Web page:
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About browri

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  1. do you usually take the immediate release or controlled release tablets? Yes I figured there would be, but like I said, they have long half-lives and accumulate quite a bit. I could adjust the doses accordingly. I'm still on a fairly low dose of Rexulti and I could still bump the Trintellix to 20mg in the winters. That is a major part of it. However, one difference is that I felt like oxcarbazepine was actually soothing. Like when I took the immediate release tablets, I remember feeling very calm and "feel-good-y" after I took it. It helped with my anxiety better than Depakote does I think, and where Depakote has pretty much no positive impact on my depression, oxcarbazepine was actually more helpful as an anxiolytic (and antidepressant when combined with an actual AD). Well that may be because it induces its own metabolism, requiring constantly higher doses to maintain plasma levels.
  2. Yeah when I took generic immediate release oxcarbazepine, my dose was 300mg tid (900mg daily). When we converted to the Oxtellar XR (extended release oxcarbazepine) I went to 1200mg because the bioavailability of oxcarbazepine in the extended release form is lower. Based on that, I would say my target dose would be somewhere between 600mg and 800mg like many, although I understand you can go as high as 1600mg on it, which is not something I'm interested in. I did consider the enzyme induction, but my other two medications, Trintellix and Rexulti, both have very long half-lives, and I'm hoping that dose increases would be sufficient to compensate for the enzyme induction assuming I don't go too high on carbamazepine. @centaurus aside from the fact that you felt oxcarbazepine was weaker, how would you say oxcarbazepine and carbamazepine compared from a tolerability perspective? I do have some concerns that carbamazepine may not be able to control mixed states as well as valproate as I do have a tendency to rapidly cycle and experience minor mixed states, which valproate of course is the king of. However, oxcarbazepine actually worked pretty well for me and we really only needed just a little bit more, so I'm wondering if carbamazepine may have worked.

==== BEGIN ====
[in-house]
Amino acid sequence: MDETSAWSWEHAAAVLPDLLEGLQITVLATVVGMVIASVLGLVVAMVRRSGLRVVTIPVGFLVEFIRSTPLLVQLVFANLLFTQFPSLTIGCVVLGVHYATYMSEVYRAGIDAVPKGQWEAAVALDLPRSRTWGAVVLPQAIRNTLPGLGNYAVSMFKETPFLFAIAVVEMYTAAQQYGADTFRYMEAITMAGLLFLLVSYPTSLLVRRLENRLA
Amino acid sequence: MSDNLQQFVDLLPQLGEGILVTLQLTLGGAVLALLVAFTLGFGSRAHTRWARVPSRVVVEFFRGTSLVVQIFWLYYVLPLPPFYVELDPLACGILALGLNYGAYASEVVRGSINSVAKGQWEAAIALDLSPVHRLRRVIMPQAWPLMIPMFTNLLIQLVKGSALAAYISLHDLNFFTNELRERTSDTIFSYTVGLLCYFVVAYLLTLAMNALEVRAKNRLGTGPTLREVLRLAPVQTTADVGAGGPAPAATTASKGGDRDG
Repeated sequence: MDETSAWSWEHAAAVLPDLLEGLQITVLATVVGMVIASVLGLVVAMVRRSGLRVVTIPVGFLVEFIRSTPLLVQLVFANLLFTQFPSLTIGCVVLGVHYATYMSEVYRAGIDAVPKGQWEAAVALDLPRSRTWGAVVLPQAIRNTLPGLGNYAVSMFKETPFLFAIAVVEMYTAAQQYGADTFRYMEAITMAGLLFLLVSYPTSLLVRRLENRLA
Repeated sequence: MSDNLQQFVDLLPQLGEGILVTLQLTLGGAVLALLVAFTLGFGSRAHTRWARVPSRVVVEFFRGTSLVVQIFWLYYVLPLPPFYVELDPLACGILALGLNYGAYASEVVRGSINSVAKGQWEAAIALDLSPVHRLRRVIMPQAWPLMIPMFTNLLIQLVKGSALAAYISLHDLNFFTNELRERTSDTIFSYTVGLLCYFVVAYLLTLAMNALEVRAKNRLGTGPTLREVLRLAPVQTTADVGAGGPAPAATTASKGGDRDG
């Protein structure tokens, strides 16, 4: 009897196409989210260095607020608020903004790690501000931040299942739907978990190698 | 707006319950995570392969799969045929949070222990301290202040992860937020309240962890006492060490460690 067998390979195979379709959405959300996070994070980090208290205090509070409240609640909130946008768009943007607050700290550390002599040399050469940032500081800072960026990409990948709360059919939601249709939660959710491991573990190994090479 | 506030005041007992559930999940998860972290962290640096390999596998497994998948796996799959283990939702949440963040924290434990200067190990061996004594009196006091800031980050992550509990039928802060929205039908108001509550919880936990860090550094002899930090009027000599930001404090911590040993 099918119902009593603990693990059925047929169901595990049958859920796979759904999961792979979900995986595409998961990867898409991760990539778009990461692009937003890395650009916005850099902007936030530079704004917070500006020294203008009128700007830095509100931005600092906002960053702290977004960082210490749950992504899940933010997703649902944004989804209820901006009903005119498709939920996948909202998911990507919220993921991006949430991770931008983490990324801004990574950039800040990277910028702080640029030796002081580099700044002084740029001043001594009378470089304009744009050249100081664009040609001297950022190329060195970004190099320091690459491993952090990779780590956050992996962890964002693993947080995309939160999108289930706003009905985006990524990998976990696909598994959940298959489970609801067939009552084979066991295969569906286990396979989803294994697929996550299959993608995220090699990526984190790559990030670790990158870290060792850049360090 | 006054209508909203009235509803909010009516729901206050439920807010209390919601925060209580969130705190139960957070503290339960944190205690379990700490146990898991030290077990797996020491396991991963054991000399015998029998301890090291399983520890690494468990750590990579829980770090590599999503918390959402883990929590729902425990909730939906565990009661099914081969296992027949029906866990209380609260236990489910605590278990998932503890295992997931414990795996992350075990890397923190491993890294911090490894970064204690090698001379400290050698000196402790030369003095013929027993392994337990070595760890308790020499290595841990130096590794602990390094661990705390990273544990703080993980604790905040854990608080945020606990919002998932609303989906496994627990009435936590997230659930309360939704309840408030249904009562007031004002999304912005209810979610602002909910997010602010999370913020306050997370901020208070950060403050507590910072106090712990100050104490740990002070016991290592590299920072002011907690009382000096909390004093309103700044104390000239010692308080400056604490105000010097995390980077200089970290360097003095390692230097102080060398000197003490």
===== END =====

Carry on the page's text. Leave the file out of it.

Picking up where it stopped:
3. Oh yes! I forgot all about that! Very similar to low-dose amisulpride.
  4. I suppose another good question to add to this is whether anyone has taken both carbamazepine and oxcarbazepine at some point in time and can describe to me their experience with each and their differences if any.
  5. I'm sure many here take carbamazepine, but I'm more specifically interested in the Equetro brand. Has anyone here tried Equetro before and had any luck? Anyone here who has taken both generic carbamazepine and Equetro and felt there may have been any differences? Before taking Depakote ER, I was taking Oxtellar XR, which is the extended release brand of oxcarbazepine. I needed something more calming than that because we needed the anti-convulsant to pull the mood-stabilizing weight. Reason being is that appropriate mood-stabilizing doses of AAPs pretty much invariably cause akathisia for me. So the AAPs need to take a back seat and act as a booster. We decided to switch to Depakote, but I have gained quite a bit of weight. I'm not totally convinced that I even want to switch, but oxcarbazepine did do a good job, and I understand that carbamazepine can be even more calming. As always, thanks in advance!